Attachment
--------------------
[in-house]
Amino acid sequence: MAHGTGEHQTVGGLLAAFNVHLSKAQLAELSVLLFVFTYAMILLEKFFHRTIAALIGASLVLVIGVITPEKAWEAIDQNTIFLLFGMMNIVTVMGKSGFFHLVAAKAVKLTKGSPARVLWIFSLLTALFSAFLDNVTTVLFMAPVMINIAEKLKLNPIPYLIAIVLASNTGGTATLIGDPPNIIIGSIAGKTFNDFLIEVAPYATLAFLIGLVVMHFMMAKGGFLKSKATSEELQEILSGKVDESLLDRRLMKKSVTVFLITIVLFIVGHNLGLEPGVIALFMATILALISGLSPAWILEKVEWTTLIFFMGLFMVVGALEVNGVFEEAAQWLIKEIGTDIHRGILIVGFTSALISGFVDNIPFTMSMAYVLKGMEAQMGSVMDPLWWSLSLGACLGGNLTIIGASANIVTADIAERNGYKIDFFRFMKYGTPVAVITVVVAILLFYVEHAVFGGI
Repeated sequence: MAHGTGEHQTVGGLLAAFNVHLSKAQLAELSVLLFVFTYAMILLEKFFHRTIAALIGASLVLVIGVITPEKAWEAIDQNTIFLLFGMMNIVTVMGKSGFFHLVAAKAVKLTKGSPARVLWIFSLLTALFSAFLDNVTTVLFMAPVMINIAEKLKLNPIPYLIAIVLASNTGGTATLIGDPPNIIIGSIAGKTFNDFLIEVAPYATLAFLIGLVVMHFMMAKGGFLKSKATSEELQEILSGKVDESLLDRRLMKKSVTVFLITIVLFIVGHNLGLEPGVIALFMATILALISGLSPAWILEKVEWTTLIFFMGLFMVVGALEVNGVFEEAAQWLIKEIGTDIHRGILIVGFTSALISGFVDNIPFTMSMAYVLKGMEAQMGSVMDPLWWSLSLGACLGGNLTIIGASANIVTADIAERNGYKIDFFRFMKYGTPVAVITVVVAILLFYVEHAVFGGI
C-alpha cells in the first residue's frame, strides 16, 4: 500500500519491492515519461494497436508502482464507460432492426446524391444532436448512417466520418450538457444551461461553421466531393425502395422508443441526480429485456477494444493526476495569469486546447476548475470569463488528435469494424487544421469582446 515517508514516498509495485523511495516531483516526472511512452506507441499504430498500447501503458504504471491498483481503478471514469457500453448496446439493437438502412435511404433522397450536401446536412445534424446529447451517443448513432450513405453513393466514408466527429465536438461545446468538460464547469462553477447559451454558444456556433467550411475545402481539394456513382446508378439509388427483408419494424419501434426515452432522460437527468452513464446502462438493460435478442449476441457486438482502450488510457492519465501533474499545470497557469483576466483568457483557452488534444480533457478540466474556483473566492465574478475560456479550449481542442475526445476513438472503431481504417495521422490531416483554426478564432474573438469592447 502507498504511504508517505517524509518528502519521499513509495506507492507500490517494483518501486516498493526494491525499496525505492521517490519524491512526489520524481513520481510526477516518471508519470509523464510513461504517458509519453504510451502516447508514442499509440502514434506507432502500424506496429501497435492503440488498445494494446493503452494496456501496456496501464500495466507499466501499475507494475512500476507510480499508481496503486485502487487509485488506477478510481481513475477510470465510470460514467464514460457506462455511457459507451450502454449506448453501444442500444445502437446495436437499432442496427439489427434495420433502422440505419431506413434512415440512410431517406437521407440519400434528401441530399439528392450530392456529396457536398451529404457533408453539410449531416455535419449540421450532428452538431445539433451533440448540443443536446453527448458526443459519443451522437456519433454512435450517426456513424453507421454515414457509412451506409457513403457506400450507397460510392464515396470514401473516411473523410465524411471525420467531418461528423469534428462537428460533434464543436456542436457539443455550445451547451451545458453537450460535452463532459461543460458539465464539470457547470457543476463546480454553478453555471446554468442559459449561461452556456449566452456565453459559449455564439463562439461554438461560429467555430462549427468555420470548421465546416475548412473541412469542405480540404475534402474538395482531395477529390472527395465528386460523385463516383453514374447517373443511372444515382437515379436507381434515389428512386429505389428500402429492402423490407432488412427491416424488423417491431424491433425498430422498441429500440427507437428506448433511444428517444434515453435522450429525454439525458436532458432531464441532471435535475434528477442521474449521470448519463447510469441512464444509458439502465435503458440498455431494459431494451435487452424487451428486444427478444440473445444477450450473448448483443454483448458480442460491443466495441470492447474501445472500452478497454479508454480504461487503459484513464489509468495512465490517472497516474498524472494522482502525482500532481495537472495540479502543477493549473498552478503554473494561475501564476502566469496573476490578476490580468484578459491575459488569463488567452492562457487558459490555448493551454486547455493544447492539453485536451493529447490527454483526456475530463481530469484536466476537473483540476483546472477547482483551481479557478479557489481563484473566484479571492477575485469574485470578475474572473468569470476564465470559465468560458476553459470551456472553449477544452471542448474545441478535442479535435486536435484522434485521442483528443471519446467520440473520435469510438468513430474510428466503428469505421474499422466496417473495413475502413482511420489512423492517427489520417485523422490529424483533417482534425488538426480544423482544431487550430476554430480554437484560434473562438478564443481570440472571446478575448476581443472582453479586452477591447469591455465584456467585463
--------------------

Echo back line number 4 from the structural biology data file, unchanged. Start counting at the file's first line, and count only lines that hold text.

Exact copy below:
C-alpha cells in the first residue's frame, strides 16, 4: 500500500519491492515519461494497436508502482464507460432492426446524391444532436448512417466520418450538457444551461461553421466531393425502395422508443441526480429485456477494444493526476495569469486546447476548475470569463488528435469494424487544421469582446 515517508514516498509495485523511495516531483516526472511512452506507441499504430498500447501503458504504471491498483481503478471514469457500453448496446439493437438502412435511404433522397450536401446536412445534424446529447451517443448513432450513405453513393466514408466527429465536438461545446468538460464547469462553477447559451454558444456556433467550411475545402481539394456513382446508378439509388427483408419494424419501434426515452432522460437527468452513464446502462438493460435478442449476441457486438482502450488510457492519465501533474499545470497557469483576466483568457483557452488534444480533457478540466474556483473566492465574478475560456479550449481542442475526445476513438472503431481504417495521422490531416483554426478564432474573438469592447 502507498504511504508517505517524509518528502519521499513509495506507492507500490517494483518501486516498493526494491525499496525505492521517490519524491512526489520524481513520481510526477516518471508519470509523464510513461504517458509519453504510451502516447508514442499509440502514434506507432502500424506496429501497435492503440488498445494494446493503452494496456501496456496501464500495466507499466501499475507494475512500476507510480499508481496503486485502487487509485488506477478510481481513475477510470465510470460514467464514460457506462455511457459507451450502454449506448453501444442500444445502437446495436437499432442496427439489427434495420433502422440505419431506413434512415440512410431517406437521407440519400434528401441530399439528392450530392456529396457536398451529404457533408453539410449531416455535419449540421450532428452538431445539433451533440448540443443536446453527448458526443459519443451522437456519433454512435450517426456513424453507421454515414457509412451506409457513403457506400450507397460510392464515396470514401473516411473523410465524411471525420467531418461528423469534428462537428460533434464543436456542436457539443455550445451547451451545458453537450460535452463532459461543460458539465464539470457547470457543476463546480454553478453555471446554468442559459449561461452556456449566452456565453459559449455564439463562439461554438461560429467555430462549427468555420470548421465546416475548412473541412469542405480540404475534402474538395482531395477529390472527395465528386460523385463516383453514374447517373443511372444515382437515379436507381434515389428512386429505389428500402429492402423490407432488412427491416424488423417491431424491433425498430422498441429500440427507437428506448433511444428517444434515453435522450429525454439525458436532458432531464441532471435535475434528477442521474449521470448519463447510469441512464444509458439502465435503458440498455431494459431494451435487452424487451428486444427478444440473445444477450450473448448483443454483448458480442460491443466495441470492447474501445472500452478497454479508454480504461487503459484513464489509468495512465490517472497516474498524472494522482502525482500532481495537472495540479502543477493549473498552478503554473494561475501564476502566469496573476490578476490580468484578459491575459488569463488567452492562457487558459490555448493551454486547455493544447492539453485536451493529447490527454483526456475530463481530469484536466476537473483540476483546472477547482483551481479557478479557489481563484473566484479571492477575485469574485470578475474572473468569470476564465470559465468560458476553459470551456472553449477544452471542448474545441478535442479535435486536435484522434485521442483528443471519446467520440473520435469510438468513430474510428466503428469505421474499422466496417473495413475502413482511420489512423492517427489520417485523422490529424483533417482534425488538426480544423482544431487550430476554430480554437484560434473562438478564443481570440472571446478575448476581443472582453479586452477591447469591455465584456467585463